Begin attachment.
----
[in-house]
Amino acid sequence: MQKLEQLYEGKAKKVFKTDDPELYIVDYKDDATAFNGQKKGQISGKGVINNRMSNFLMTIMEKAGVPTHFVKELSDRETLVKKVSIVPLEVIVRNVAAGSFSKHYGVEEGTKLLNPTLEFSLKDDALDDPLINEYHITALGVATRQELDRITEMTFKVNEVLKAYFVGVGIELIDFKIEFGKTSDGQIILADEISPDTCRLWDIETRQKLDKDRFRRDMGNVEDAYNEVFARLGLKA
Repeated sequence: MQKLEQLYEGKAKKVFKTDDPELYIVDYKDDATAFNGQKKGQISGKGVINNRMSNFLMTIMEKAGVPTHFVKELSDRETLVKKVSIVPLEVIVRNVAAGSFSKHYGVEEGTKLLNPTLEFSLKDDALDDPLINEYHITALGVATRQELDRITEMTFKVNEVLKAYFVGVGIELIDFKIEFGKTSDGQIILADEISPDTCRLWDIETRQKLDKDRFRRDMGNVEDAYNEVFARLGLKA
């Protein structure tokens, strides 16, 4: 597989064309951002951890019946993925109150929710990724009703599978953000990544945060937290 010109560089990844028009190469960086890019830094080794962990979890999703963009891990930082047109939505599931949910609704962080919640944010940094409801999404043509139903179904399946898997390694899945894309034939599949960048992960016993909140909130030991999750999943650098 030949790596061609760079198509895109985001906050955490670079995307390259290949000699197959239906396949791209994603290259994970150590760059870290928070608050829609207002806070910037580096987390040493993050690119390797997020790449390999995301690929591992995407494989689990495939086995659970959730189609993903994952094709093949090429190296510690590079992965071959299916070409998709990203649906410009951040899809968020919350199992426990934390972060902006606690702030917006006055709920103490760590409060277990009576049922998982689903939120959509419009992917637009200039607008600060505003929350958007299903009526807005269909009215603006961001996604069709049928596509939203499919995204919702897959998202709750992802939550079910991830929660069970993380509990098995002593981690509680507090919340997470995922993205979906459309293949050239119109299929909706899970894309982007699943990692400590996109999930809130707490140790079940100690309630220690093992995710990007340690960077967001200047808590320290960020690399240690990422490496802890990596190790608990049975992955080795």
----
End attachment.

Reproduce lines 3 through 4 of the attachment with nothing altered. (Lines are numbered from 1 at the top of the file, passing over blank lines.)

Repeated sequence: MQKLEQLYEGKAKKVFKTDDPELYIVDYKDDATAFNGQKKGQISGKGVINNRMSNFLMTIMEKAGVPTHFVKELSDRETLVKKVSIVPLEVIVRNVAAGSFSKHYGVEEGTKLLNPTLEFSLKDDALDDPLINEYHITALGVATRQELDRITEMTFKVNEVLKAYFVGVGIELIDFKIEFGKTSDGQIILADEISPDTCRLWDIETRQKLDKDRFRRDMGNVEDAYNEVFARLGLKA
């Protein structure tokens, strides 16, 4: 597989064309951002951890019946993925109150929710990724009703599978953000990544945060937290 010109560089990844028009190469960086890019830094080794962990979890999703963009891990930082047109939505599931949910609704962080919640944010940094409801999404043509139903179904399946898997390694899945894309034939599949960048992960016993909140909130030991999750999943650098 030949790596061609760079198509895109985001906050955490670079995307390259290949000699197959239906396949791209994603290259994970150590760059870290928070608050829609207002806070910037580096987390040493993050690119390797997020790449390999995301690929591992995407494989689990495939086995659970959730189609993903994952094709093949090429190296510690590079992965071959299916070409998709990203649906410009951040899809968020919350199992426990934390972060902006606690702030917006006055709920103490760590409060277990009576049922998982689903939120959509419009992917637009200039607008600060505003929350958007299903009526807005269909009215603006961001996604069709049928596509939203499919995204919702897959998202709750992802939550079910991830929660069970993380509990098995002593981690509680507090919340997470995922993205979906459309293949050239119109299929909706899970894309982007699943990692400590996109999930809130707490140790079940100690309630220690093992995710990007340690960077967001200047808590320290960020690399240690990422490496802890990596190790608990049975992955080795």